TOP STORY, Nov. 24, 2015
Pa. Farm Bureau presses for Bay model improvements
By DOROTHY NOBLE
HERSHEY, Pa. — During the Pennsylvania Farm Bureau’s annual meeting, president Rick Ebert unveiled an initiative to accurately reflect farmer practices toward achieving reductions in nutrients that pollute the Chesapeake Bay.
In assessing Pennsylvania’s milestones toward reaching the 2017 reduction goals, EPA stated in its June 2015 report that Pennsylvania’s agriculture sector fell short. Speaking for farmers, Ebert said that the Environmental Protection Agency says, “We’re the cause.”
PFB has frequently charged that EPA’s models for the Bay’s restoration have not taken into account the numerous voluntary projects farmers have implemented that are reducing runoff. Practices including cover crops, no-till, stream bank fencing, and riparian and grass buffers that have not been funded by government sources, PFB says, have not been included in the models.
PFB says EPA’s models are flawed, and has joined the American Farm Bureau Federation in petitioning the U.S. Supreme Court regarding lower court rulings on EPA’s regulations on the amounts of nitrogen, phosphorus and sediment entering the Bay.
A coalition of other agricultural and construction groups have also questioned EPA’s right to establish that total maximum daily load or TMDL, and joined the petition.
Ebert said that the project to better enumerate farmer best management practices that curtail nutrients entering the Bay and other watersheds would be compiled by Penn State which would then report aggregate data. Confidentiality for farmer respondents would be ensured, he said. The survey farmer information would be verified by Penn State or the Pennsylvania’s Department of Environmental Protection or the State Conservation Commission.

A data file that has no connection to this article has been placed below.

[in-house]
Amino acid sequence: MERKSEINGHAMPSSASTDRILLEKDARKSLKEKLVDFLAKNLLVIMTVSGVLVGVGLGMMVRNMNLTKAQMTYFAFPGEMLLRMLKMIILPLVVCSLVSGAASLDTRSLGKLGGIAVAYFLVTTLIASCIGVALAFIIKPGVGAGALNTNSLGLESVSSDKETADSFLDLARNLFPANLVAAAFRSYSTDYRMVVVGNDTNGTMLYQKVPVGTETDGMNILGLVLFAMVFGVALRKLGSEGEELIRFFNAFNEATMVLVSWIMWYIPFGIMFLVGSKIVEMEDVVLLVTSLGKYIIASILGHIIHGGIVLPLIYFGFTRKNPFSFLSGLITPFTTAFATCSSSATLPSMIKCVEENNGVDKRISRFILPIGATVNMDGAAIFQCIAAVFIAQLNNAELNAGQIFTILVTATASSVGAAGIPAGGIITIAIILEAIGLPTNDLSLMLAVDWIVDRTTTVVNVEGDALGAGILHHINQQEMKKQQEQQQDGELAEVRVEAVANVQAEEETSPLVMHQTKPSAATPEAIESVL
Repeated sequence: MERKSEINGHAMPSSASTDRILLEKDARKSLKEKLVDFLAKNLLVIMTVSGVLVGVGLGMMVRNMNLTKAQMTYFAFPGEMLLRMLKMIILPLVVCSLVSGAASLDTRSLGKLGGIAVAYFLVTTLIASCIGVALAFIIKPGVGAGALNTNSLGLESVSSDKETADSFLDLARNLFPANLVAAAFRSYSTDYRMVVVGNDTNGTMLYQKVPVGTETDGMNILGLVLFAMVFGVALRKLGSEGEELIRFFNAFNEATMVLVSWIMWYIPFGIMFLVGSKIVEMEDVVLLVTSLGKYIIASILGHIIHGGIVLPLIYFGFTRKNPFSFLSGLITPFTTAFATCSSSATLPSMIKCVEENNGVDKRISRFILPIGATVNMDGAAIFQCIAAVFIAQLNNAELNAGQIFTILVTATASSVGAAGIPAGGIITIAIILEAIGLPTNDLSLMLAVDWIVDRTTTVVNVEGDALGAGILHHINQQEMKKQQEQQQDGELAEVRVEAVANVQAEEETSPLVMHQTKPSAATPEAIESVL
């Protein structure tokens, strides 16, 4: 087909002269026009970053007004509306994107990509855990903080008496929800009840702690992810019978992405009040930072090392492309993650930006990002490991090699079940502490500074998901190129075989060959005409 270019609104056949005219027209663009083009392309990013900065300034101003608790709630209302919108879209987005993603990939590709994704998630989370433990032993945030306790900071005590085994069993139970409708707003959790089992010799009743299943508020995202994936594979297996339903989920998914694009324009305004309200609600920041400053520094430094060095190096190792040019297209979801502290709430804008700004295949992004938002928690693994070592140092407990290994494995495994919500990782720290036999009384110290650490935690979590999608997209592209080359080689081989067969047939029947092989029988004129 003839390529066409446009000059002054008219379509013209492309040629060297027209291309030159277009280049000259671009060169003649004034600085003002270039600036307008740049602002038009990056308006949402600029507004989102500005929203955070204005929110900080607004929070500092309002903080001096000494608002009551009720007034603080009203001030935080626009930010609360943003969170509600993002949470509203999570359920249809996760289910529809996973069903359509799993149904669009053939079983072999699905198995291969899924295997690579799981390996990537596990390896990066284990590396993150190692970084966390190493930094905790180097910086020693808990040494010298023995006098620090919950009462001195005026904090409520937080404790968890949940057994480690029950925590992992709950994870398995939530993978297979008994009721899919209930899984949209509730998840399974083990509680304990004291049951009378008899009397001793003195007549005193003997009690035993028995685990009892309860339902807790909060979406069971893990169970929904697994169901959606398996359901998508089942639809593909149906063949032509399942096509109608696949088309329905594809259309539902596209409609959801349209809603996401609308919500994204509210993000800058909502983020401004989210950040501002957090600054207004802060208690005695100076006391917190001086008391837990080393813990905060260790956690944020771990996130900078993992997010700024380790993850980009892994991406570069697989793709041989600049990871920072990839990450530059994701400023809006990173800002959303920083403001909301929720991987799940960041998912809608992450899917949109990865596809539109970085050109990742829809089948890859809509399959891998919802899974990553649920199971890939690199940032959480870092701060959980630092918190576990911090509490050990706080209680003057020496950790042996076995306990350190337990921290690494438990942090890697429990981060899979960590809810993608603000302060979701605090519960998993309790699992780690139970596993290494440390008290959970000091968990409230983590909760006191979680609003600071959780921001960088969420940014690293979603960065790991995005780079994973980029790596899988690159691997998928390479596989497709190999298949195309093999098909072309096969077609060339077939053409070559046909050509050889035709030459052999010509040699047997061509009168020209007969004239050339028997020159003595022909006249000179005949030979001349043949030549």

In an additional legal action, Ebert also said Farm Bureau continues its strong opposition to EPA’s WOTUS rule, “Waters of the United States.” Ebert expressed disappointment that U.S. Senator Bob Casey, D-Pa, voted against the recent cloture vote to eliminate any filibuster. Consequently, the U.S. Senate vote fell only three votes short to move the proposed legislation for a vote by the full Senate. The bill, S. 1140, would force EPA to withdraw WOTUS.
Ebert added that farmers are pleased that enforcement of WOTUS has been temporarily blocked by a federal court. The Sixth Circuit Court of Appeals issued a stay against the rule. Ebert noted that WOTUS would significantly expand EPA and the Army Corps of Engineers authority to regulate land and water beyond the Clean Water Act allowances.
Turning to the yet-unpassed Pennsylvania budget, Ebert said PFB was happy with parts of the overall agreement reached between Governor Wolf and the Republican leadership. The proposals increased funding for the Pennsylvania Department of Agriculture, which had suffered cuts in previous years.
The budget is also expected to boost funding for agriculture research and cooperative extension programs of Penn State. Ebert commented that both had also been cut in the past, and that the staff and extension provide up-to-date technology and international information useful to farmers.
Regarding the additional $2 million program on avian flu readiness activities, Ebert noted, “The Governor realizes the threat to Pennsylvania and the economy.” Ebert stressed that avian flu is still a real threat.
Ebert, however, expressed disappointed that in the budget talks, property tax relief does not seem imminent. “Farm families continue to bear the burden,” he concluded.
With respect to possible benefits of the Trans-Pacific Partnership, Ebert said, “We’re always interested in fair and equitable trade for export opportunities for growers.”